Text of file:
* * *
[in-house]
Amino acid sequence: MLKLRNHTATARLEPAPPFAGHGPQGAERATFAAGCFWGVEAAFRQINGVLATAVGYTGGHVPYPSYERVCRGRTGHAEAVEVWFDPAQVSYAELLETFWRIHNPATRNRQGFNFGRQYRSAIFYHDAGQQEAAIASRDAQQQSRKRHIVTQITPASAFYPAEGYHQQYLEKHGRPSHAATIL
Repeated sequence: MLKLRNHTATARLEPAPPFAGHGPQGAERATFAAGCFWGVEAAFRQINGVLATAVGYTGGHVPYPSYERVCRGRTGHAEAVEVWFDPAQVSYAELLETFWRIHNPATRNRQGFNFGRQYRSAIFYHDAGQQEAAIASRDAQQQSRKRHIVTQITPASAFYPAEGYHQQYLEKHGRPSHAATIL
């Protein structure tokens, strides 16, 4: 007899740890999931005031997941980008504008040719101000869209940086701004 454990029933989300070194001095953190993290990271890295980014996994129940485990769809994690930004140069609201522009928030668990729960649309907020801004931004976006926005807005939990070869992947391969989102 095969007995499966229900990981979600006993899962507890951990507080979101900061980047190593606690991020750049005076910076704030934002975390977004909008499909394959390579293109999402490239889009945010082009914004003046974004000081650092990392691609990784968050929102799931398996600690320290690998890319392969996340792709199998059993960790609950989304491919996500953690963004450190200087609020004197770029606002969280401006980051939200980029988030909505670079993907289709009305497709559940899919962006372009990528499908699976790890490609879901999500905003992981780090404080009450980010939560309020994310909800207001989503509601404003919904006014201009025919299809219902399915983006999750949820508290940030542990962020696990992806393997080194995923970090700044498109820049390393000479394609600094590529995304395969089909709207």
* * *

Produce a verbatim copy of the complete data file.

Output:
[in-house]
Amino acid sequence: MLKLRNHTATARLEPAPPFAGHGPQGAERATFAAGCFWGVEAAFRQINGVLATAVGYTGGHVPYPSYERVCRGRTGHAEAVEVWFDPAQVSYAELLETFWRIHNPATRNRQGFNFGRQYRSAIFYHDAGQQEAAIASRDAQQQSRKRHIVTQITPASAFYPAEGYHQQYLEKHGRPSHAATIL
Repeated sequence: MLKLRNHTATARLEPAPPFAGHGPQGAERATFAAGCFWGVEAAFRQINGVLATAVGYTGGHVPYPSYERVCRGRTGHAEAVEVWFDPAQVSYAELLETFWRIHNPATRNRQGFNFGRQYRSAIFYHDAGQQEAAIASRDAQQQSRKRHIVTQITPASAFYPAEGYHQQYLEKHGRPSHAATIL
């Protein structure tokens, strides 16, 4: 007899740890999931005031997941980008504008040719101000869209940086701004 454990029933989300070194001095953190993290990271890295980014996994129940485990769809994690930004140069609201522009928030668990729960649309907020801004931004976006926005807005939990070869992947391969989102 095969007995499966229900990981979600006993899962507890951990507080979101900061980047190593606690991020750049005076910076704030934002975390977004909008499909394959390579293109999402490239889009945010082009914004003046974004000081650092990392691609990784968050929102799931398996600690320290690998890319392969996340792709199998059993960790609950989304491919996500953690963004450190200087609020004197770029606002969280401006980051939200980029988030909505670079993907289709009305497709559940899919962006372009990528499908699976790890490609879901999500905003992981780090404080009450980010939560309020994310909800207001989503509601404003919904006014201009025919299809219902399915983006999750949820508290940030542990962020696990992806393997080194995923970090700044498109820049390393000479394609600094590529995304395969089909709207």